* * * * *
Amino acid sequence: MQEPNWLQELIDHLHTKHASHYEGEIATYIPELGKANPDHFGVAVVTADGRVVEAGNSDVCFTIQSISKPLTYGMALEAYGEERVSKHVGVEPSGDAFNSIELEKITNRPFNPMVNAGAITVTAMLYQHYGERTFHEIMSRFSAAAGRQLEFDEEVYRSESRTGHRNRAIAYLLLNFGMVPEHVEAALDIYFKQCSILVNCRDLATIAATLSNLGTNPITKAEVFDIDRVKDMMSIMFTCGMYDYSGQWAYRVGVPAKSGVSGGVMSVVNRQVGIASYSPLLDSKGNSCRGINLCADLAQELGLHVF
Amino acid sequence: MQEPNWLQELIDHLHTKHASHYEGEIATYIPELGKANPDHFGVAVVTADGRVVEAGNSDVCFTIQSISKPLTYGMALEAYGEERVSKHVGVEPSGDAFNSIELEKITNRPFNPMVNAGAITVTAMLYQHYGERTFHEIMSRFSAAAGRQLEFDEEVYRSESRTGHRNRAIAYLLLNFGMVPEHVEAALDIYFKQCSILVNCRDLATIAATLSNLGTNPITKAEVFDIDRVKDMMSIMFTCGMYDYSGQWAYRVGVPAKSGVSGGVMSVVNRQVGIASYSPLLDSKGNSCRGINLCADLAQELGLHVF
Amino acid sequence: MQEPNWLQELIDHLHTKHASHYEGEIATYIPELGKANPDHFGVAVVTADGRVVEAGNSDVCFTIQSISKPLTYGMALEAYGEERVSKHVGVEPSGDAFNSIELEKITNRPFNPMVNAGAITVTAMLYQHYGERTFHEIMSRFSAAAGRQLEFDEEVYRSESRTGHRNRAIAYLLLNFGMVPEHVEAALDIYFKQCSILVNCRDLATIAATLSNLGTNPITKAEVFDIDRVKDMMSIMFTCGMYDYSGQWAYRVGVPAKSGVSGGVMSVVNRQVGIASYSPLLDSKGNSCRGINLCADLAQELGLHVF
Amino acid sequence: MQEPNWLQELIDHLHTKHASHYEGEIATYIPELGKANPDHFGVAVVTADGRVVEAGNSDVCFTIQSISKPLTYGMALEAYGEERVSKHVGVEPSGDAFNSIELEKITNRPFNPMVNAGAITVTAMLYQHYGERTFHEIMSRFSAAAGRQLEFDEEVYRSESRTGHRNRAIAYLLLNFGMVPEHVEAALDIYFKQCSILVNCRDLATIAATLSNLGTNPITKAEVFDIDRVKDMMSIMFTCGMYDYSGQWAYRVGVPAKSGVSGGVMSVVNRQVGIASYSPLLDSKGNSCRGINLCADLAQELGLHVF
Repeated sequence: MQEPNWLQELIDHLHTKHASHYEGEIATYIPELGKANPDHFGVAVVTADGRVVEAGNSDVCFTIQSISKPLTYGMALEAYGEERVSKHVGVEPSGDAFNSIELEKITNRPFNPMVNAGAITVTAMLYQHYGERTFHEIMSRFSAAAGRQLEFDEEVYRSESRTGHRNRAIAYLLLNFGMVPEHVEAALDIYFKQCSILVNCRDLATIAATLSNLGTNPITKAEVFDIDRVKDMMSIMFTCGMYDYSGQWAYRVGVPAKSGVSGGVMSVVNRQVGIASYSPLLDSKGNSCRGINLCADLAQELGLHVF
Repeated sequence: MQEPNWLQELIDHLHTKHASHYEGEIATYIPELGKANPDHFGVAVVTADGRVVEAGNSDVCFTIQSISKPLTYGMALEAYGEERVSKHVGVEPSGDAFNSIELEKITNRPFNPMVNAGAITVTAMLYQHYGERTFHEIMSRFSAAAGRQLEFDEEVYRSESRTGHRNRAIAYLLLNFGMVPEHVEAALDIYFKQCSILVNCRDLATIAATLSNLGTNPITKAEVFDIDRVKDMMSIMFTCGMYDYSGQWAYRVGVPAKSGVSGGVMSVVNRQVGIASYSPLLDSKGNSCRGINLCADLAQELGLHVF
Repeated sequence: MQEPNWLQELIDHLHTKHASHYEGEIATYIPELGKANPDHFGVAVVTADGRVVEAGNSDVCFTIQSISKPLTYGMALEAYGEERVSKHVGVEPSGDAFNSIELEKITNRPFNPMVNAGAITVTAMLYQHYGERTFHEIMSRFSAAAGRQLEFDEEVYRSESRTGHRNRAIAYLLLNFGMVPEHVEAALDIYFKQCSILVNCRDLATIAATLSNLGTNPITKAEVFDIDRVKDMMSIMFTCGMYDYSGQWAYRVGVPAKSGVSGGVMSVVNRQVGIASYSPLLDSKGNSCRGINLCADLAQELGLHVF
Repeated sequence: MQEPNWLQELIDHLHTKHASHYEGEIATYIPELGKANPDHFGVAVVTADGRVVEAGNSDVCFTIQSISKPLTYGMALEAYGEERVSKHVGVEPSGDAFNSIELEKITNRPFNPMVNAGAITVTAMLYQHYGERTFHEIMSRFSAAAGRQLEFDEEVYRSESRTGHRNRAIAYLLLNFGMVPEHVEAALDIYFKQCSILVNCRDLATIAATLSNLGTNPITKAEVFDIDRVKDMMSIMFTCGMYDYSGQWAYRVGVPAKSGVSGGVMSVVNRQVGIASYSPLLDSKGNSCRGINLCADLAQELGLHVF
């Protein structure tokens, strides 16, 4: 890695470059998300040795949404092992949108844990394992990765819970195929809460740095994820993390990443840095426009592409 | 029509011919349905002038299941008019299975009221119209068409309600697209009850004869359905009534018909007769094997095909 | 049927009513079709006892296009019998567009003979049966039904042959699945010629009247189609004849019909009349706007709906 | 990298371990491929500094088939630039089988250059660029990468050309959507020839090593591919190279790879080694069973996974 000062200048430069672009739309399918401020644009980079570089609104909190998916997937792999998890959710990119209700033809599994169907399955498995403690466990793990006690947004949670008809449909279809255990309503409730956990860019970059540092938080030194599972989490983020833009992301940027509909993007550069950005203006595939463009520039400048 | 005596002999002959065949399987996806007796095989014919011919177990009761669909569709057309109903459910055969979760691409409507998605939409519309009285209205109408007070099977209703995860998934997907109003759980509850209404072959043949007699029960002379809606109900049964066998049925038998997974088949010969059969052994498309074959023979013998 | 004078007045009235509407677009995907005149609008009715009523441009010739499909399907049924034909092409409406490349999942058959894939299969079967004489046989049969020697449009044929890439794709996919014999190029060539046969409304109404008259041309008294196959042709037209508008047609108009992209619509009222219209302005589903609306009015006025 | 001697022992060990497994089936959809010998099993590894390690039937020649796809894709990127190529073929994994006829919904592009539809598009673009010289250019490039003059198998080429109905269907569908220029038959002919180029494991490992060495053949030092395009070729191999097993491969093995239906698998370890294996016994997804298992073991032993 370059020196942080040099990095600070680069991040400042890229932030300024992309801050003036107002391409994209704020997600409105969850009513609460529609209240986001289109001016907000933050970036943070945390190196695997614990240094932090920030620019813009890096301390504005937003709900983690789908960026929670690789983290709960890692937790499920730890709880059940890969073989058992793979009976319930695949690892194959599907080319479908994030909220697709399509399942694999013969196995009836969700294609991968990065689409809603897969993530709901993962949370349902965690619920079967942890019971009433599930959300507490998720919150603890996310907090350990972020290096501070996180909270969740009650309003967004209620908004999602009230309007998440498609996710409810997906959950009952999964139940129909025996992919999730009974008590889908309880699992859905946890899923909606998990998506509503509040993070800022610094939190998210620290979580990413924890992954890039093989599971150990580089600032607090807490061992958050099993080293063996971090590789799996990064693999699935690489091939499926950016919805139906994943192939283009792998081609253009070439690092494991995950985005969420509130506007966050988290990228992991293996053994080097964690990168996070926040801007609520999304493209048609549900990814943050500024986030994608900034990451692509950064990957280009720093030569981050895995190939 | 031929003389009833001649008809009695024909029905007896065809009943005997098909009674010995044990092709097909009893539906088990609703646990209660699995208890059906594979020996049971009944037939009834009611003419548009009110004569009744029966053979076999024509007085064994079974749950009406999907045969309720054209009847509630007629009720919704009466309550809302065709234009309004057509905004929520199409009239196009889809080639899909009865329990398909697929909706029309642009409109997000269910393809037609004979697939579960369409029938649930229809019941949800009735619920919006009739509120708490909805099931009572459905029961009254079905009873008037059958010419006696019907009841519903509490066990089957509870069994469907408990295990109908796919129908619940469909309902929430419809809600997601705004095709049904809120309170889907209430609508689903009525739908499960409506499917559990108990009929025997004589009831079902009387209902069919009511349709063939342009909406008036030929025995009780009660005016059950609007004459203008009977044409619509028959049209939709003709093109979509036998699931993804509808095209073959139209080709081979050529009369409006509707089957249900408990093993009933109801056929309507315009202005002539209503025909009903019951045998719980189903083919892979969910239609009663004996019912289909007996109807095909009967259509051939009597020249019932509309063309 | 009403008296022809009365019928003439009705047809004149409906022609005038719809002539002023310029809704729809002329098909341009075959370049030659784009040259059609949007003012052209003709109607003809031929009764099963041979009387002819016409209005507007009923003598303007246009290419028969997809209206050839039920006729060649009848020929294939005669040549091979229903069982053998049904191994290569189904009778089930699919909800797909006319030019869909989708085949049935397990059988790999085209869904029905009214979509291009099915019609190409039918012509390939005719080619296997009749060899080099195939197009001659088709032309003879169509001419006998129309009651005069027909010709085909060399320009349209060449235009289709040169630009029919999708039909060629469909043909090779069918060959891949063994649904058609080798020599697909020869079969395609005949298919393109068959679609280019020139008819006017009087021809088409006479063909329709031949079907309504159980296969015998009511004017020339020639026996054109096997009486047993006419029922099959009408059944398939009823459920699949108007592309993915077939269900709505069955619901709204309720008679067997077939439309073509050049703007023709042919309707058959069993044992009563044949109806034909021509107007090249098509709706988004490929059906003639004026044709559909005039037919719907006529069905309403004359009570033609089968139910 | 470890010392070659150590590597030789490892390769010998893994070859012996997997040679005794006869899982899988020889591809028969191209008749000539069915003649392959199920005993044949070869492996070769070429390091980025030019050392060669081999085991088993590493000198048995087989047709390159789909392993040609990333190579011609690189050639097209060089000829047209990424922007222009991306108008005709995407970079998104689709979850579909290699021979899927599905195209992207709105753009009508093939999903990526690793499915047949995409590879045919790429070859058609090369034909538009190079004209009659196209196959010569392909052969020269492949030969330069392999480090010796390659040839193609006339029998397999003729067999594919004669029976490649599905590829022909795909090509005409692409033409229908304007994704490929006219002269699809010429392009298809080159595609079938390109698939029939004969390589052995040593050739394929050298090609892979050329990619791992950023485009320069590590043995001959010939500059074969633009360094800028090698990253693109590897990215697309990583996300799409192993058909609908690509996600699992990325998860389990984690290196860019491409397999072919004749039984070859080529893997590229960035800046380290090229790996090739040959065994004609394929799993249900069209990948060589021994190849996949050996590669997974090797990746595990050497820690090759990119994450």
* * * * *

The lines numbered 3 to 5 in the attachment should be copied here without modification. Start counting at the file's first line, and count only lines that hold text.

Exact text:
Amino acid sequence: MQEPNWLQELIDHLHTKHASHYEGEIATYIPELGKANPDHFGVAVVTADGRVVEAGNSDVCFTIQSISKPLTYGMALEAYGEERVSKHVGVEPSGDAFNSIELEKITNRPFNPMVNAGAITVTAMLYQHYGERTFHEIMSRFSAAAGRQLEFDEEVYRSESRTGHRNRAIAYLLLNFGMVPEHVEAALDIYFKQCSILVNCRDLATIAATLSNLGTNPITKAEVFDIDRVKDMMSIMFTCGMYDYSGQWAYRVGVPAKSGVSGGVMSVVNRQVGIASYSPLLDSKGNSCRGINLCADLAQELGLHVF
Amino acid sequence: MQEPNWLQELIDHLHTKHASHYEGEIATYIPELGKANPDHFGVAVVTADGRVVEAGNSDVCFTIQSISKPLTYGMALEAYGEERVSKHVGVEPSGDAFNSIELEKITNRPFNPMVNAGAITVTAMLYQHYGERTFHEIMSRFSAAAGRQLEFDEEVYRSESRTGHRNRAIAYLLLNFGMVPEHVEAALDIYFKQCSILVNCRDLATIAATLSNLGTNPITKAEVFDIDRVKDMMSIMFTCGMYDYSGQWAYRVGVPAKSGVSGGVMSVVNRQVGIASYSPLLDSKGNSCRGINLCADLAQELGLHVF
Repeated sequence: MQEPNWLQELIDHLHTKHASHYEGEIATYIPELGKANPDHFGVAVVTADGRVVEAGNSDVCFTIQSISKPLTYGMALEAYGEERVSKHVGVEPSGDAFNSIELEKITNRPFNPMVNAGAITVTAMLYQHYGERTFHEIMSRFSAAAGRQLEFDEEVYRSESRTGHRNRAIAYLLLNFGMVPEHVEAALDIYFKQCSILVNCRDLATIAATLSNLGTNPITKAEVFDIDRVKDMMSIMFTCGMYDYSGQWAYRVGVPAKSGVSGGVMSVVNRQVGIASYSPLLDSKGNSCRGINLCADLAQELGLHVF